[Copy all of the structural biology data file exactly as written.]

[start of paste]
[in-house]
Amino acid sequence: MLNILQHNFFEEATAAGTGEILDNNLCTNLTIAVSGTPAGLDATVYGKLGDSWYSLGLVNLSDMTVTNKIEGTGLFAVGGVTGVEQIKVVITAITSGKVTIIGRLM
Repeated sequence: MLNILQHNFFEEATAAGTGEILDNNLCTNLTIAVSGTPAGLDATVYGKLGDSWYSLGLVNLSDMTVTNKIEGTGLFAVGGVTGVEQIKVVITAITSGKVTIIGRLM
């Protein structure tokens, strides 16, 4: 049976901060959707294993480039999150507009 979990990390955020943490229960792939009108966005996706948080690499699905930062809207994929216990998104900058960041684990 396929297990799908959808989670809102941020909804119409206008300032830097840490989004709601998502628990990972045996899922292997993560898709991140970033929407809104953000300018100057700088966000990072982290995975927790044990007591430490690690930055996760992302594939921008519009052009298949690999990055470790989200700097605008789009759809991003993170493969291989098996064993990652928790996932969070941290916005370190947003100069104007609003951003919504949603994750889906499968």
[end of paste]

[in-house]
Amino acid sequence: MLNILQHNFFEEATAAGTGEILDNNLCTNLTIAVSGTPAGLDATVYGKLGDSWYSLGLVNLSDMTVTNKIEGTGLFAVGGVTGVEQIKVVITAITSGKVTIIGRLM
Repeated sequence: MLNILQHNFFEEATAAGTGEILDNNLCTNLTIAVSGTPAGLDATVYGKLGDSWYSLGLVNLSDMTVTNKIEGTGLFAVGGVTGVEQIKVVITAITSGKVTIIGRLM
């Protein structure tokens, strides 16, 4: 049976901060959707294993480039999150507009 979990990390955020943490229960792939009108966005996706948080690499699905930062809207994929216990998104900058960041684990 396929297990799908959808989670809102941020909804119409206008300032830097840490989004709601998502628990990972045996899922292997993560898709991140970033929407809104953000300018100057700088966000990072982290995975927790044990007591430490690690930055996760992302594939921008519009052009298949690999990055470790989200700097605008789009759809991003993170493969291989098996064993990652928790996932969070941290916005370190947003100069104007609003951003919504949603994750889906499968």